Wash Post Editorial: DC Circuit Ct. Decision on ACA “A Principled Ruling”

In health-care ruling, precedent trumped politics

By Editorial, Published: November 10

“PRESIDENT RONALD REAGAN must be spinning in his grave,” exclaimed Maureen Martin of the Heartland Institute. A “Lazy Endorsement of Obamacare,” read the headline on an article on National Review Online. A “strange opinion,” concluded a Wall Street Journal editorial.

These reactions were to a decision by the U.S. Court of Appeals for the D.C. Circuit that upheld the constitutionality of the individual mandate, a key provision of President Obama’s health-care plan that requires most individuals to purchase insurance coverage. For many conservatives, adding insult to the injury of the ruling, released Tuesday, was its author: Laurence H. Silberman, a senior judge on the federal appeals court.

A former official in the Nixon administration, a Reagan appointee to the bench and a Federalist Society favorite, Judge Silberman is one of the country’s most respected and conservative jurists. He penned — to the delight of the right — the D.C. Circuit’s 2007 decision that struck down the District’s gun laws, concluding that the Second Amendment recognized an individual right to keep and bear arms. We disagreed with Judge Silberman’s analysis but recognized the decision as a serious and thoughtful one. The Supreme Court largely adopted Judge Silberman’s rationale when it decided the matter. (Again wrongly, in our view.)

That this conservative luminary voted to uphold the constitutionality of the most controversial aspect of the president’s health-care proposal is welcome news — and not simply because we agree with this result.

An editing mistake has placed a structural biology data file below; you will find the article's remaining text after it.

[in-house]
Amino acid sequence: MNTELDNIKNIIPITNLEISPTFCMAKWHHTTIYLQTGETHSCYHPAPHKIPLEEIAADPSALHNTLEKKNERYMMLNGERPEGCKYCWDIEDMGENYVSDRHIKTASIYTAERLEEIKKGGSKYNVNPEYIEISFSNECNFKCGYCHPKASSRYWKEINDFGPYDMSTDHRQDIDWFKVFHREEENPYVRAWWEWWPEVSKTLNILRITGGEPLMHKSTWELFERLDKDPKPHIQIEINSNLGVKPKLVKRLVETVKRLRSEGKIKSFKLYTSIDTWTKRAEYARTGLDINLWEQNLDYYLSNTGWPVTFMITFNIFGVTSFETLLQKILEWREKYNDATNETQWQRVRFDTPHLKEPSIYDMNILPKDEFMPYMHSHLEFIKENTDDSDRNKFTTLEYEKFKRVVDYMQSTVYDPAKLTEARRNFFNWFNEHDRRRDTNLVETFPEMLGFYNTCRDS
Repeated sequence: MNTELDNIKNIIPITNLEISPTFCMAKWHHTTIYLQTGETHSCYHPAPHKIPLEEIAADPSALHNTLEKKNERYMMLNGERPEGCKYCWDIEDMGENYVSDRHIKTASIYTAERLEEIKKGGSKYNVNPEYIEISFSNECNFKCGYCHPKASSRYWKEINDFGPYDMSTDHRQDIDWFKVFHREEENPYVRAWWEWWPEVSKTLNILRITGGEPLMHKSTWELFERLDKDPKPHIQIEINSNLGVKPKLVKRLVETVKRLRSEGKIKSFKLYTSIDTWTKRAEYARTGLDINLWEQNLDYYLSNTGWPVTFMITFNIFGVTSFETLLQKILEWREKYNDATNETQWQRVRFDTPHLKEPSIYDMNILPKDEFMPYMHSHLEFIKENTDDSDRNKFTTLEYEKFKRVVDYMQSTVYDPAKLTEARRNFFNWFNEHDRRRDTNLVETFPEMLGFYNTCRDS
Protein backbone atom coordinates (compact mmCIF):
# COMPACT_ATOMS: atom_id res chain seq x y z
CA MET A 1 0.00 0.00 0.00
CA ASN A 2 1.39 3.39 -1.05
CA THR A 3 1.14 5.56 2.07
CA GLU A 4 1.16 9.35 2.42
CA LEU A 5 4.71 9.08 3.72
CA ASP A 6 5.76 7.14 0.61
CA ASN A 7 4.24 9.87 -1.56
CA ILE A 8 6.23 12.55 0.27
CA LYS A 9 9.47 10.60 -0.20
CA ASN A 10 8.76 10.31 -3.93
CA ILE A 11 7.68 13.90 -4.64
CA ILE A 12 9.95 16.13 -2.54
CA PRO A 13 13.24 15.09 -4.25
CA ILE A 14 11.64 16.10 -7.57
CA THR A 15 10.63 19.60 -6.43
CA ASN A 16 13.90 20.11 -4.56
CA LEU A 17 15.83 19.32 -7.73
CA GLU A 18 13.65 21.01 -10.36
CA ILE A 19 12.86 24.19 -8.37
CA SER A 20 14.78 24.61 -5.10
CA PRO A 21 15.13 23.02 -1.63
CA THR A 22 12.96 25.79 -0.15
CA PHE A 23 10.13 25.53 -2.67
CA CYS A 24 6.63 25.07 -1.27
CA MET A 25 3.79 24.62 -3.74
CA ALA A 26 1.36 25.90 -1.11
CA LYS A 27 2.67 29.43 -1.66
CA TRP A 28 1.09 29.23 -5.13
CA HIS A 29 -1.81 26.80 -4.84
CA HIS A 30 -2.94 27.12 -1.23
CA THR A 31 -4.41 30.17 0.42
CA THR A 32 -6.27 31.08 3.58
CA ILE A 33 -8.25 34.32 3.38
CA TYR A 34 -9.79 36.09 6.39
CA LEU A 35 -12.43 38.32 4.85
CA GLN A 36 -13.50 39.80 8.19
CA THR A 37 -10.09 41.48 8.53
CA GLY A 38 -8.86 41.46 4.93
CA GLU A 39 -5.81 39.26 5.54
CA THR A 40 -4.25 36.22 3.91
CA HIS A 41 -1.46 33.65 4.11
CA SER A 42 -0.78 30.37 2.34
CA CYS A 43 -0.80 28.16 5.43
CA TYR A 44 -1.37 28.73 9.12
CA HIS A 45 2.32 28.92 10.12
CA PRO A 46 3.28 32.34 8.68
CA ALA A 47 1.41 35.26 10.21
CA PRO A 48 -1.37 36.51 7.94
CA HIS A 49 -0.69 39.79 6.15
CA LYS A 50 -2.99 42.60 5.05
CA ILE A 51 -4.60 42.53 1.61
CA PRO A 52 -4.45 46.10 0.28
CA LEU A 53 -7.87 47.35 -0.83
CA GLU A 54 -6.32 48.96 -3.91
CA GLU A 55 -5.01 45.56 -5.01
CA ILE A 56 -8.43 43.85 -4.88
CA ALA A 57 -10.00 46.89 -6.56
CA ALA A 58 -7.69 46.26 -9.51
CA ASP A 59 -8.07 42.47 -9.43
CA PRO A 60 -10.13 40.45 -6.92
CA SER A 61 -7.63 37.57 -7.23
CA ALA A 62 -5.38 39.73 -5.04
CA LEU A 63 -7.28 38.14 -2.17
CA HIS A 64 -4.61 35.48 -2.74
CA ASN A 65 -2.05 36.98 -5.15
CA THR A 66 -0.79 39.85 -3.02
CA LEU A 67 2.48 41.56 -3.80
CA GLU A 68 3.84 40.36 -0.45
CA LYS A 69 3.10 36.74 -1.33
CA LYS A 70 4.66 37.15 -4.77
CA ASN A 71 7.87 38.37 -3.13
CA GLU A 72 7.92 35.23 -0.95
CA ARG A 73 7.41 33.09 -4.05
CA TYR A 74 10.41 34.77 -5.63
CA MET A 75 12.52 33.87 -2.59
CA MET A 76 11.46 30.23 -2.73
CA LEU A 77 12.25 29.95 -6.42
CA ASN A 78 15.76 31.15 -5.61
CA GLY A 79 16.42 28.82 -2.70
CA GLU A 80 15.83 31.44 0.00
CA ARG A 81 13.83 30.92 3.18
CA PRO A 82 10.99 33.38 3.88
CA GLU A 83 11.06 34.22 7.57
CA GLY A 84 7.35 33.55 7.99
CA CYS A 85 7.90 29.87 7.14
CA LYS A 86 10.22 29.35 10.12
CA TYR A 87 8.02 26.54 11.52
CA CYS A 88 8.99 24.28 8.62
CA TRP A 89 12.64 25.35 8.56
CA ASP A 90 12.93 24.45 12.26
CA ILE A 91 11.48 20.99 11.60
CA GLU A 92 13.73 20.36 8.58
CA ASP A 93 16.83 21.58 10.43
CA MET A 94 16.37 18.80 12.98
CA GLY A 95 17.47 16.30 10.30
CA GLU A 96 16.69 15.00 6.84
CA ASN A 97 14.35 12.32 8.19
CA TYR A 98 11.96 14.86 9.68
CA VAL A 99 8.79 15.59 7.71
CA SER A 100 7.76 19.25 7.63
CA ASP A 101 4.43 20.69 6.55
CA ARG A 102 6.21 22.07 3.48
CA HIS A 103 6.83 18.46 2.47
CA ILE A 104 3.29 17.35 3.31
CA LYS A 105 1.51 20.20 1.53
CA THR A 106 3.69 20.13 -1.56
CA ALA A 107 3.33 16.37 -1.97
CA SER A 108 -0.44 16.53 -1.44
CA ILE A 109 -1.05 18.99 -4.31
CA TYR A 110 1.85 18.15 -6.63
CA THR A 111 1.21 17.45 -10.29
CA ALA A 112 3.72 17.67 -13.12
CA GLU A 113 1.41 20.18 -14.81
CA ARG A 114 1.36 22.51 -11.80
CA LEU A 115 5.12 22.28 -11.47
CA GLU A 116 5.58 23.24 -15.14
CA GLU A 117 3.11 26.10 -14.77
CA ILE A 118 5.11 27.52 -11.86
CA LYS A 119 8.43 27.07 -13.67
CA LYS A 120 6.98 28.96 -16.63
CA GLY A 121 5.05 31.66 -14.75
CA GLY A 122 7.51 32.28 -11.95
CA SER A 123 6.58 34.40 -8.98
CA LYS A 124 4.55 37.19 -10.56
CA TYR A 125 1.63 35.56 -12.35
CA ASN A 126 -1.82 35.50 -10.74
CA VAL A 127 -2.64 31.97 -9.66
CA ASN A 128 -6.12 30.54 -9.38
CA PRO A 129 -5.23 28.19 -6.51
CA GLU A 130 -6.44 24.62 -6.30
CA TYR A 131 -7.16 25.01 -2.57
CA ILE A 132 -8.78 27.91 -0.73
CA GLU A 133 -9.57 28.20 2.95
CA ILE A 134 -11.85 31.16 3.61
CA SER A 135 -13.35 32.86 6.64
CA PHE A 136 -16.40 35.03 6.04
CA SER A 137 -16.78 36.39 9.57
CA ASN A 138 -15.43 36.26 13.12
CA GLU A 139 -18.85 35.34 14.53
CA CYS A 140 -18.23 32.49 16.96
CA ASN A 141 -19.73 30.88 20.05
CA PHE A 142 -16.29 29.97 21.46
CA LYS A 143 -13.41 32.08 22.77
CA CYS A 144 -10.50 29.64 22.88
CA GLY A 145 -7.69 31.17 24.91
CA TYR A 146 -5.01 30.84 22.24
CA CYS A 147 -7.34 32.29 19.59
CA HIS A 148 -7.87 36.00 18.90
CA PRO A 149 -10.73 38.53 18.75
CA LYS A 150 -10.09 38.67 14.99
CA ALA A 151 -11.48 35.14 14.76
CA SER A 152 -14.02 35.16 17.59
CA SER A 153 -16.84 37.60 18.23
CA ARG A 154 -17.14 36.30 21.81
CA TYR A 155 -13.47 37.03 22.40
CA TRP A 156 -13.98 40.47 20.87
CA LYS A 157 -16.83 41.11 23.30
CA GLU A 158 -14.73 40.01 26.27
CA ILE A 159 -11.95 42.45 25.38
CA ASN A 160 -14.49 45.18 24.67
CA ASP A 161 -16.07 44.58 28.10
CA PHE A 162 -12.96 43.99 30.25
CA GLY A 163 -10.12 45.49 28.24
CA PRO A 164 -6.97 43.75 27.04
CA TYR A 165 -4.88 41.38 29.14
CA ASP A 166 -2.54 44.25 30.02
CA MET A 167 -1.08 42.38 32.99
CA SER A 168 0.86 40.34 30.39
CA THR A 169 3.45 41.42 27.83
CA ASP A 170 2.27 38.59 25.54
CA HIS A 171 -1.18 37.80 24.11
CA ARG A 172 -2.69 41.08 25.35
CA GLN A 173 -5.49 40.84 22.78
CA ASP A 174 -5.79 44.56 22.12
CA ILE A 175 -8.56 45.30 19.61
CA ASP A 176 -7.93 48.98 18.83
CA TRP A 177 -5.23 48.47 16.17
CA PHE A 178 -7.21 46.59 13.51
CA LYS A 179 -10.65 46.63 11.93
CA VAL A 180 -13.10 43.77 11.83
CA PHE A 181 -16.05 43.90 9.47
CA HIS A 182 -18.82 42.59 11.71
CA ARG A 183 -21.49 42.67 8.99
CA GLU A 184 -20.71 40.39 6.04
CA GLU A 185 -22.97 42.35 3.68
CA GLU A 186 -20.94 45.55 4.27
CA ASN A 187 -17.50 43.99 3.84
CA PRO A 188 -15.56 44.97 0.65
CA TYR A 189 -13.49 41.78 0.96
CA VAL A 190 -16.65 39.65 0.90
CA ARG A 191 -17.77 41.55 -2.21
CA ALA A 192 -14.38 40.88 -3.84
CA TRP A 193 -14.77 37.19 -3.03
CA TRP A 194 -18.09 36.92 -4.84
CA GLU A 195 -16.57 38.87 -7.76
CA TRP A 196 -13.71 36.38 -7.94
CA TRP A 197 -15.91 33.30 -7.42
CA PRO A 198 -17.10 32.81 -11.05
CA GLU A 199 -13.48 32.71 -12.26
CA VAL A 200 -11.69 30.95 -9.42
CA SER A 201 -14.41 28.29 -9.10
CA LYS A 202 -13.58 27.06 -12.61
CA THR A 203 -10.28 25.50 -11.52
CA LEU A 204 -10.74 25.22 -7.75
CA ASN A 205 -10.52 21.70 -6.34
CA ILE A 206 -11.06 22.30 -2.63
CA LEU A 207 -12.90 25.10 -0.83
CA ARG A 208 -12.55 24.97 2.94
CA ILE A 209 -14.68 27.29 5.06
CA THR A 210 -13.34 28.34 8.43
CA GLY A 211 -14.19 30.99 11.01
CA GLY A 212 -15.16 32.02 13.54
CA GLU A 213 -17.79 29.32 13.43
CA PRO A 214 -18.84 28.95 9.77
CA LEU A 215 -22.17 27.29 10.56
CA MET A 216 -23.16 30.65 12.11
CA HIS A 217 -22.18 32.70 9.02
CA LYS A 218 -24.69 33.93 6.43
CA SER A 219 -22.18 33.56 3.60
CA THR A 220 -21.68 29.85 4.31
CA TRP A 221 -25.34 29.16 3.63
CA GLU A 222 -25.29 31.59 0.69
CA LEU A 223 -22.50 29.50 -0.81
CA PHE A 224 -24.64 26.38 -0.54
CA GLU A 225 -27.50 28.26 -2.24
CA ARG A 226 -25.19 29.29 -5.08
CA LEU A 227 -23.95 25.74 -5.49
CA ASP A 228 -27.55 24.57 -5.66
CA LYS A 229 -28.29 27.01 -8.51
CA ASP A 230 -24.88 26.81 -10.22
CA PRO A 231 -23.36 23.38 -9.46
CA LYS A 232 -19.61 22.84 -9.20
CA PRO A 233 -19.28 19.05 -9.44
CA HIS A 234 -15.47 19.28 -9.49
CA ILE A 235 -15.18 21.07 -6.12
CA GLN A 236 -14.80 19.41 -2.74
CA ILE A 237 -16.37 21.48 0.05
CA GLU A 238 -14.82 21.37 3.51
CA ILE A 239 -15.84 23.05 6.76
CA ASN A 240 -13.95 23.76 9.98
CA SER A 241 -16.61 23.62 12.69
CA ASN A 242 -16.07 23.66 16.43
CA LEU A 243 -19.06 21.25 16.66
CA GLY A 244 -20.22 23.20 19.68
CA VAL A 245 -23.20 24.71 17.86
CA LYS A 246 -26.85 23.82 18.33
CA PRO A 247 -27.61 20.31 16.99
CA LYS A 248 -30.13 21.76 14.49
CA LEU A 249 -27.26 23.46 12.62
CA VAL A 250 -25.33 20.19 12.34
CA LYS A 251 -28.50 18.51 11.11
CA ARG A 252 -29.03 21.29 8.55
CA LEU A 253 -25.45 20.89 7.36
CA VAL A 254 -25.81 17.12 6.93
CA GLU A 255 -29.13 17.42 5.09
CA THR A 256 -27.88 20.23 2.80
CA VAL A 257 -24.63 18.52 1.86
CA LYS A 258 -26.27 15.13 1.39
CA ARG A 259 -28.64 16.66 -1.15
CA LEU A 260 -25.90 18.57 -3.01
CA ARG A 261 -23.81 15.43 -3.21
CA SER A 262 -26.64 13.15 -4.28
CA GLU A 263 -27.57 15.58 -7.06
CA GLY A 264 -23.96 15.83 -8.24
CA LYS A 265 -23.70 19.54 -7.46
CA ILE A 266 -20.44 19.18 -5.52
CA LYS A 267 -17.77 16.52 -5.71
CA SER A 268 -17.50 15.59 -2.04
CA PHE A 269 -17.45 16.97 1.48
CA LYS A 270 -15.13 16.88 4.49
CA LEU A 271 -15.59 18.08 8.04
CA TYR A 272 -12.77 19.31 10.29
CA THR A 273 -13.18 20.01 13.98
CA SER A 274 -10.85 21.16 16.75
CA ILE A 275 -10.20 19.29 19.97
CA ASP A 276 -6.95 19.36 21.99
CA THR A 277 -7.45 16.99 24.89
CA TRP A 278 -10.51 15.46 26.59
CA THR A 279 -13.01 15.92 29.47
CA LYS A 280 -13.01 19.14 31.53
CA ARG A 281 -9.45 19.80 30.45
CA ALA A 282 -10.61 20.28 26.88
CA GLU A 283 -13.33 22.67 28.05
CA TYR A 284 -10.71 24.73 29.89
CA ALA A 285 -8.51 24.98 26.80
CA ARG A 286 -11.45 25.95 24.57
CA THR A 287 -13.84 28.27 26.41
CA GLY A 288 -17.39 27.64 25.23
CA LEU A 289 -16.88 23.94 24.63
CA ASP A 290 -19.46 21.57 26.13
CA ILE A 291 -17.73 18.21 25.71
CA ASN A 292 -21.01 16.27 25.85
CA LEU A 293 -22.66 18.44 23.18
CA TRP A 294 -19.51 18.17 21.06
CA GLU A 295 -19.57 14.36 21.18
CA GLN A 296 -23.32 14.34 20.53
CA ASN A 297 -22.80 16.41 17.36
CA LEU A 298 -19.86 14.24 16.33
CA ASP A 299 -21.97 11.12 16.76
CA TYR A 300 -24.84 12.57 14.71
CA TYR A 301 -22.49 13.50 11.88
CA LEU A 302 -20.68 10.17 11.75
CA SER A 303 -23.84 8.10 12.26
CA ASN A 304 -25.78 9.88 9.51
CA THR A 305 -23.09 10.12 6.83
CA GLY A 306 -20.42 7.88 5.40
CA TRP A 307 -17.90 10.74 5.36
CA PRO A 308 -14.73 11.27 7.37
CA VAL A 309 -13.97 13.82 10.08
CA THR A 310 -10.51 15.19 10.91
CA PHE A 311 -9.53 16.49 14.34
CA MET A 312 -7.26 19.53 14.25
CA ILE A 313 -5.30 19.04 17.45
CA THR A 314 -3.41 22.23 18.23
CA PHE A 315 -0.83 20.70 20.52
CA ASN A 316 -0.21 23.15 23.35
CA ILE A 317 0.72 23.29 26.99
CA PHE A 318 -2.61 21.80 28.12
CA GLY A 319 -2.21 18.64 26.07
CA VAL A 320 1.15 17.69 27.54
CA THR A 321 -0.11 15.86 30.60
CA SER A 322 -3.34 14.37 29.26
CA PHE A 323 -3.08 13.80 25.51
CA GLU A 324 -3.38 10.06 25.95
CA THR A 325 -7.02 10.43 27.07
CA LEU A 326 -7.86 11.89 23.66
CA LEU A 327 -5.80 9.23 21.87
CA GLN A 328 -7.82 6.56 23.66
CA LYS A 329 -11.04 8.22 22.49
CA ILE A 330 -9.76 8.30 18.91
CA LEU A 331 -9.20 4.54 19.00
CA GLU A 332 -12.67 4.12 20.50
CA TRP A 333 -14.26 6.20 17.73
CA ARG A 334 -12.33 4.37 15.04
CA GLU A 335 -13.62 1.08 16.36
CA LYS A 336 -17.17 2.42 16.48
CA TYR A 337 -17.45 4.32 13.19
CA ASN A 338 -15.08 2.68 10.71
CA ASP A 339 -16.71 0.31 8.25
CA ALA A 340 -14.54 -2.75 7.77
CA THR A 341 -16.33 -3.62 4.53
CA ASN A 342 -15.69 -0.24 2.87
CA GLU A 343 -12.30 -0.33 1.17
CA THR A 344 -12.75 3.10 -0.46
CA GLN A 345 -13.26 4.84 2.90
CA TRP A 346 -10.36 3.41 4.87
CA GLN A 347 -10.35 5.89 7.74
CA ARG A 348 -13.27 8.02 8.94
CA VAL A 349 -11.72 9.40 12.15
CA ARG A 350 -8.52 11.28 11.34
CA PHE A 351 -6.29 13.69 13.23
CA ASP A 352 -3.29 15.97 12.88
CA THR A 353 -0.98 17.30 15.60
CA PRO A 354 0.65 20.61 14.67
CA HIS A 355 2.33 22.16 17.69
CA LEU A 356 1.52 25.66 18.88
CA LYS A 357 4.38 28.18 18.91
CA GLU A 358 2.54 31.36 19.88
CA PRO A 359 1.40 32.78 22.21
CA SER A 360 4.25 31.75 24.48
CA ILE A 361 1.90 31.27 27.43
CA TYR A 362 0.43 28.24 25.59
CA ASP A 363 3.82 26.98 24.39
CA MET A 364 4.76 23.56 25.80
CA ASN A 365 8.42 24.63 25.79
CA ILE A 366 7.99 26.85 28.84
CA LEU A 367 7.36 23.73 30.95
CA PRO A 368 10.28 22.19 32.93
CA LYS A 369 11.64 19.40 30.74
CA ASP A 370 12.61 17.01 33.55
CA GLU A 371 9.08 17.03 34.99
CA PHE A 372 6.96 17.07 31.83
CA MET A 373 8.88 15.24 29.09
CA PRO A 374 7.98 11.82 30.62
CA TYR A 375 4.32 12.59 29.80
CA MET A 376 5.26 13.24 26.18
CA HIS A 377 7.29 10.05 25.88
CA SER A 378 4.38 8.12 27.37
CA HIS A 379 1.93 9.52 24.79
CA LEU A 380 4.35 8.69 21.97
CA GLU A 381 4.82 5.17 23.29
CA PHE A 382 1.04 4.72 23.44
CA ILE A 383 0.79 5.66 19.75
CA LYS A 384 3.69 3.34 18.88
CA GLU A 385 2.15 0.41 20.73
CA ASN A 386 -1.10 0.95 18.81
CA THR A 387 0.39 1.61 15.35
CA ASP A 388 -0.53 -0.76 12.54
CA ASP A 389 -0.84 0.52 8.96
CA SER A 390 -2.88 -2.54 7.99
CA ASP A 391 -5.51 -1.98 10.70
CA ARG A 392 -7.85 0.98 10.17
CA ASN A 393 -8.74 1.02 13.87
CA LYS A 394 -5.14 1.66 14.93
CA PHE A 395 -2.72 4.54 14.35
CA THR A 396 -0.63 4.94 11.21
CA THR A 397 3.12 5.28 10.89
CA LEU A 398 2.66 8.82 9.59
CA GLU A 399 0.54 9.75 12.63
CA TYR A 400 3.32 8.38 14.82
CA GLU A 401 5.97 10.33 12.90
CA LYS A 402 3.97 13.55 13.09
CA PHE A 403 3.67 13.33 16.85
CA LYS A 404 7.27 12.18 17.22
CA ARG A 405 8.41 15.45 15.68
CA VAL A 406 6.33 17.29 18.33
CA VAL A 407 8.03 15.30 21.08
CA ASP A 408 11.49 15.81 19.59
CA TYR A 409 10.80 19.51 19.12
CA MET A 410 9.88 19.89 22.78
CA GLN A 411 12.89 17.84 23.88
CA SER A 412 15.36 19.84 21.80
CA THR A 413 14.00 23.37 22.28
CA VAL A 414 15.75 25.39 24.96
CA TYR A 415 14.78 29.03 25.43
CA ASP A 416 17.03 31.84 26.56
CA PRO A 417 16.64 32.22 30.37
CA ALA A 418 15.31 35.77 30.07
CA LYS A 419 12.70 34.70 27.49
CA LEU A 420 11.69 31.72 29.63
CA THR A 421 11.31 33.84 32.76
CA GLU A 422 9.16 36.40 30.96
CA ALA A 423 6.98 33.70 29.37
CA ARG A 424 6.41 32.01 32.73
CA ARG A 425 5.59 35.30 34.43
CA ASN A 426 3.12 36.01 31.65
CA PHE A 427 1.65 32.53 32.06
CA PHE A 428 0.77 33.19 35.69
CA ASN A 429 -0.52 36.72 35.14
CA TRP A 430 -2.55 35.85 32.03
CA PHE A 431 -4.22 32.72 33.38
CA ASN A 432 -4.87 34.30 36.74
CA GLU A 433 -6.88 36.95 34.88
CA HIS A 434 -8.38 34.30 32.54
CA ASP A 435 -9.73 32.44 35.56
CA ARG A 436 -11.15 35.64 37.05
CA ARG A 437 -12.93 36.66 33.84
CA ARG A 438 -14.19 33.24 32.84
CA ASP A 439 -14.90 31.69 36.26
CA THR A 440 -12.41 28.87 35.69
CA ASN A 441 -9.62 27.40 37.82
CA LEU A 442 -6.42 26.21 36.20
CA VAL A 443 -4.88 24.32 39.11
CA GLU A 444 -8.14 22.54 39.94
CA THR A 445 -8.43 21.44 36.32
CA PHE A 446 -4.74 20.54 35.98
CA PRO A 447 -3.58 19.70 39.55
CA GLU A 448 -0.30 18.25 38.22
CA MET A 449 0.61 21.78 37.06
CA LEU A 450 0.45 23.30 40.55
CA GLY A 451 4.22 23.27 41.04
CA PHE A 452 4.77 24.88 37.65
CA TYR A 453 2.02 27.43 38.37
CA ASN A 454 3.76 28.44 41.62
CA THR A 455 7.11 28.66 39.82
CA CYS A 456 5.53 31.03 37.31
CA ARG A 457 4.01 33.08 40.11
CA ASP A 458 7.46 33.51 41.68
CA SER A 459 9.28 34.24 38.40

Judges should never decide a case based on personal beliefs or political preferences. Yet as challenges to the health-care law made their way through the courts, a disturbing pattern emerged: Democratic-appointed trial judges were more likely to uphold the law than their Republican-appointed counterparts were. Although judges on the courts of appeals were less predictable, the pattern remained. The conclusion drawn by some: Judges were nothing more than politicians in robes. Judge Silberman’s principled ruling is an emphatic and laudable repudiation of that notion.

The opinion applies long-standing Supreme Court precedent to conclude that the Constitution gives the federal government broad authority to regulate interstate commerce. It rightly concludes that the national health-care market and the individual mandate fit within this authority. Judge Silberman was joined in the majority by Senior Judge Harry T. Edwards, a Carter appointee. Judge Brett Kavanaugh, who was named to the bench by President George W. Bush, dissented.

It would be hard to imagine a Sen. Silberman voting for a sweeping government health-care mandate. But Judge Silberman took seriously his obligation to allow only the Constitution and case law to dictate the result — even if it clashes with his personal political views.

Kevin Wrege, Esq.

Founder & President

Pulse Issues & Advocacy LLC

Office: 202-625-1787

Mobile: 202-253-4929

4410 Massachusetts Ave., NW, #150

Washington, DC 20016

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